Theodore Roosevelt Jr. was the 26th president of the United States, and he’s one of the four men that have been immortalized in the form of Mount Rushmore.
While he first became president in 1901 after the assassination of President McKinley, he won the election of 1904 for his first full term. During that time, he championed many efforts that fell under the ideology of the “Square Deal” platform, which promised fairness to the average citizen by regulating certain things, like railroads, pure food and drugs, and domestic policies.
But Roosevelt was far more than a politician. He had many jobs before and after his presidency, including being a cowboy, assistant secretary of the Navy, author of 35 books, and war hero.
Mind you, that’s just scratching the surface.
The following 12 facts about President Teddy Roosevelt’s life are sad, impressive, surprising, and incredibly unexpected. I honestly had never heard of any of these facets before.
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1. His Mother And Wife Died On The Same Day, In The Same Home
Valentine’s Day of 1884 was not a happy one for Teddy Roosevelt. His mother (pictured above) passed away from typhoid just under 12 hours before Alice, his first wife, passed away from childbirth complications. Their first child was born just two days before. On that February 14, Roosevelt wrote in his diary that all the light in his life disappeared that day.
2. After The Tragedy, He Moved West
He dealt with this horrific day by leaving Manhattan, his home, for the wild west. He became a cowboy in North Dakota, learning everything from how to ride a horse to rope cattle and hunt. He claimed that the men who taught him how to ranch took the New York snob out of him and that he never would have run for president if it weren’t for those formative years.
3. Upon His Return To New York, He Became Police Commissioner
While in this post, he essentially turned the whole system around, firing the police chief and strongly enforcing vice laws. He also created what was to become the modern day Police Academy. He held such a tight shift that he would go on midnight walks in disguise to make sure that all of his officers were doing their jobs, and wrote, “These midnight rambles are great fun.”
4. He Gave An Hour-Long Speech With A Bullet In His Ribs
While running for president in 1912 for the Bull Moose party, he was shot on his way to give a speech. Luckily, his rolled up speech and his metal glasses case deflected the bullet… mostly. He refused to divert to the hospital and insisted upon giving the speech, which lasted a full hour. During that speech, he said, “I don’t know whether you fully understand that I have just been shot — but it takes more than that to kill a Bull Moose.”
When he finally did go to the hospital, they found the bullet lodged between his ribs. It stayed there for the rest of his life.
5. An Artillery Officer Blinded Him In The Left Eye While He Was President
Roosevelt was an incredibly athletic man who used to box for Harvard. During his presidency, he continued to spar with former professional boxers and talented young men. During one of these matches, an artillery officer hit him in the left eye so hard, it ruptured a blood vessel and he was left mostly blind in that eye for the rest of his life.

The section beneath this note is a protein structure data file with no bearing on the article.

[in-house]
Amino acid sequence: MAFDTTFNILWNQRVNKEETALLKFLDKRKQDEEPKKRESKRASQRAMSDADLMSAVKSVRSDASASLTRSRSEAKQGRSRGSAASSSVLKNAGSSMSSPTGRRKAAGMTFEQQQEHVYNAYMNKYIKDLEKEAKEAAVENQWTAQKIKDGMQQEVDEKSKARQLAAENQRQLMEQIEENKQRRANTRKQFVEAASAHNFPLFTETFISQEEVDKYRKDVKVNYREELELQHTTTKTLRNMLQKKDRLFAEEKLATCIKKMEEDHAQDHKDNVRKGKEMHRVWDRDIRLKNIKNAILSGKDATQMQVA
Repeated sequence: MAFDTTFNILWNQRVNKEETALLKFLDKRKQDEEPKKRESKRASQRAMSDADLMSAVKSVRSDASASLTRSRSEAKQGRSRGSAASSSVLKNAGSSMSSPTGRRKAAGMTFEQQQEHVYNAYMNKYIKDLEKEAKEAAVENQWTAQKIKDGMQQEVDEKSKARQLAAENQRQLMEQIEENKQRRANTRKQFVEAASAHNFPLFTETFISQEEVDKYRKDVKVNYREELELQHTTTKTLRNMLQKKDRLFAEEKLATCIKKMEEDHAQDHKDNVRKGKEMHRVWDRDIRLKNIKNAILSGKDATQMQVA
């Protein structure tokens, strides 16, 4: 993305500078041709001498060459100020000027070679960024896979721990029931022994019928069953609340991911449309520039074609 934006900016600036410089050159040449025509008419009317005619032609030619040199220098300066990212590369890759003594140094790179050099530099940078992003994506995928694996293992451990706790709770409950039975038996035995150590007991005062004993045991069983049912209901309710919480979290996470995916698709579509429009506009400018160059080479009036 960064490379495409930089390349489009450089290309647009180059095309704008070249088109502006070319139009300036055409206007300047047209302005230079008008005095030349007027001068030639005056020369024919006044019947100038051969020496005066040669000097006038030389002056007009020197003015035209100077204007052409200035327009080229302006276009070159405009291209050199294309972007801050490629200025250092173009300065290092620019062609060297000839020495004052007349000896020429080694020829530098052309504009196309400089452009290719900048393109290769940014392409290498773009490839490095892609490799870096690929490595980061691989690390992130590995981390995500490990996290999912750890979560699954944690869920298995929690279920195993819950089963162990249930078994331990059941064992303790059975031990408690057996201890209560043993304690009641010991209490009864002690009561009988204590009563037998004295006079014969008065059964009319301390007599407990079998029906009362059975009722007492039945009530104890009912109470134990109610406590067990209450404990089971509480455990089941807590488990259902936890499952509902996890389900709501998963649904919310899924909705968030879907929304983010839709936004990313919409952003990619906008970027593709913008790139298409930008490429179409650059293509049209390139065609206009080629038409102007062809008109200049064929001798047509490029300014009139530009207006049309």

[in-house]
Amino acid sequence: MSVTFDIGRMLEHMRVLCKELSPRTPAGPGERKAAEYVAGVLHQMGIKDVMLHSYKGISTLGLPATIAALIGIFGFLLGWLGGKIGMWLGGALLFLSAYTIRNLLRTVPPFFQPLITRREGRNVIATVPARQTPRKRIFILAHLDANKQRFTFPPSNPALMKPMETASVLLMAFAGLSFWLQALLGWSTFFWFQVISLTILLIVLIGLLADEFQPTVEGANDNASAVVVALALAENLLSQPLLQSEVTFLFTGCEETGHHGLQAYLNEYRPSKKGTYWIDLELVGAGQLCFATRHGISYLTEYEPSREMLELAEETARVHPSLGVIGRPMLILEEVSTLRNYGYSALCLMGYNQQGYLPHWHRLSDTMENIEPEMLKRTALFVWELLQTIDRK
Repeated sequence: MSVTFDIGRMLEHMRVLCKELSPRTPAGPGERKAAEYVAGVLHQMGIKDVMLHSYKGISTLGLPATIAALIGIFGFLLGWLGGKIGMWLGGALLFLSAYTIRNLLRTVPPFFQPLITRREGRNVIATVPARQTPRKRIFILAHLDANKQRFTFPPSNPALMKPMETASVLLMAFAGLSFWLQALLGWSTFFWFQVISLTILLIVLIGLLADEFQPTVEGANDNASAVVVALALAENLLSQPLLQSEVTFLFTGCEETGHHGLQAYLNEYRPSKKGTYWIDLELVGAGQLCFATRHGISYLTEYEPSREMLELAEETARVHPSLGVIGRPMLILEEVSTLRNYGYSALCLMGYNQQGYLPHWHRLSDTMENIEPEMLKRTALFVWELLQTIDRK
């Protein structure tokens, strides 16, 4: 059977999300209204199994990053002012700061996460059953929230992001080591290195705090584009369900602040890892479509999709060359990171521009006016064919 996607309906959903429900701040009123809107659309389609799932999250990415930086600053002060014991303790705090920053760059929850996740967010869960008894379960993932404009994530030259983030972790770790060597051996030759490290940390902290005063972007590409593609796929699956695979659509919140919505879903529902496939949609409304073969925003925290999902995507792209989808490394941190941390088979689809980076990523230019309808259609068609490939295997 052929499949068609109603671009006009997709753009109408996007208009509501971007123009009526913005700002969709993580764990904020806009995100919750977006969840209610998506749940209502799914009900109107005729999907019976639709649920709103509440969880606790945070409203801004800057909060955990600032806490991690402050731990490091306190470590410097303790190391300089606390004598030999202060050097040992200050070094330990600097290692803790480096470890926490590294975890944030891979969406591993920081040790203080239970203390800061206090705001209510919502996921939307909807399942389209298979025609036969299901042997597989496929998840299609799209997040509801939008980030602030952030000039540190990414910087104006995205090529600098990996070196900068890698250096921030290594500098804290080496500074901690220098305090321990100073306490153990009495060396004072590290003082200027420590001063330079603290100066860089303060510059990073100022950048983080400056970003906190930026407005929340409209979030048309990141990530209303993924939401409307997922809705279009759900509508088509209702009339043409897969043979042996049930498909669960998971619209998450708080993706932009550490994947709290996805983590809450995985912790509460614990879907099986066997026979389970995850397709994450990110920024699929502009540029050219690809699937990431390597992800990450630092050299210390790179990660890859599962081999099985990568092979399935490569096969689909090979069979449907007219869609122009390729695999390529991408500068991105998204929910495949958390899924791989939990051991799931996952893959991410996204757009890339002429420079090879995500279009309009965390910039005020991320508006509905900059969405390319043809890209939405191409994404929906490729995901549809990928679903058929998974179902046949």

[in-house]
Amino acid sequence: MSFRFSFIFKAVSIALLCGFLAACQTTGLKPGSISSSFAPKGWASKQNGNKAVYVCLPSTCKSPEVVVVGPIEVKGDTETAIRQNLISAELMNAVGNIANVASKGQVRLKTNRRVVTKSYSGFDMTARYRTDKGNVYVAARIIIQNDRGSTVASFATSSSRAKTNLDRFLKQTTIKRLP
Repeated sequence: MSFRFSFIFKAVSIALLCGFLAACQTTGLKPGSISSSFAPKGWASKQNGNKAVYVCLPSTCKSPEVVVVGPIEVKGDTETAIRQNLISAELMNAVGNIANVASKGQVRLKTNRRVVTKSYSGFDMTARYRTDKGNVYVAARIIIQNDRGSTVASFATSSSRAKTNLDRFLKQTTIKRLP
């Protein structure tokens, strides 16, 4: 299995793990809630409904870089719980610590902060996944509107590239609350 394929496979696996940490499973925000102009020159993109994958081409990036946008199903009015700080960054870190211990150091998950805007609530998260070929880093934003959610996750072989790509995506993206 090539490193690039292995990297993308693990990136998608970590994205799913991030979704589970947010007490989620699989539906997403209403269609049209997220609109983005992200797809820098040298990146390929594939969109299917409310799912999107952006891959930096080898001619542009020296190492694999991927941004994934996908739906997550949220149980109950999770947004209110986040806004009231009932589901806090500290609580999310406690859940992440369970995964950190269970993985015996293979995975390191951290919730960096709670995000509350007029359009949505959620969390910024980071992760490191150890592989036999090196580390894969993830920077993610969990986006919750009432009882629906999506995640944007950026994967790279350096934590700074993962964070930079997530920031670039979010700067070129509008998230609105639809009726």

6. He Had A Gigantic Tattoo
He is the only president ever known to have inked his body. Roosevelt had a large image of his family crest right across his chest.
7. He Volunteered To Lead An Infantry Unit In World War I
At age 58, he lobbied President Woodrow Wilson to let him go to France and lead 200,000 men on the ground. He was never called to action.
8. He Went Skinny Dipping As President
During his term, he took dignitaries and soldiers alike on naked swims across the Potomac river, as well as on strenuous hikes. He always chose the widest stretch of river and the steepest trail to follow, as that’s what aligned with his rough and tough lifestyle.
9. He Was A Very Sickly Child
He had asthma, he could hardly see, and he was, in general, a sickly child. But his father told him that he had the mind, not just the body. He had to make his own body.
That’s when Roosevelt started taking up athletics, like hiking and hunting. This outdoorsy, tough lifestyle made his ailments gradually disappear, and that’s what made him into the hard-working, active man he grew up to be.
10. He Organized The First U.S. Volunteer Calvary Unit
In 1898, he helped form the Rough Riders. While in this group, he led the charge on San Juan Hill in the Spanish-American war, which he would become recognized for coming out victorious.
11. He Was The First Conservationist President
During his term, he established five new national parks after founding the United States Forest Service. He also set aside 42 million acres as national forests and places of interest that were not to be developed, and rather conserved.
12. He's Responsible For The Completion Of The Panama Canal
After the French abandoned the project due to malaria, Roosevelt saw the great opportunity for America and offered to finish the project if America could reclaim ownership of the territory. In 1904, he sent surgeons and sanitation engineers to address the mosquito problem, and in 1914, the canal was finished. More than a century later, the canal still sees 14,000 ships pass through each year.
I have a newfound respect for this man. He clearly had a vision for how he wanted to live his life and change the world.
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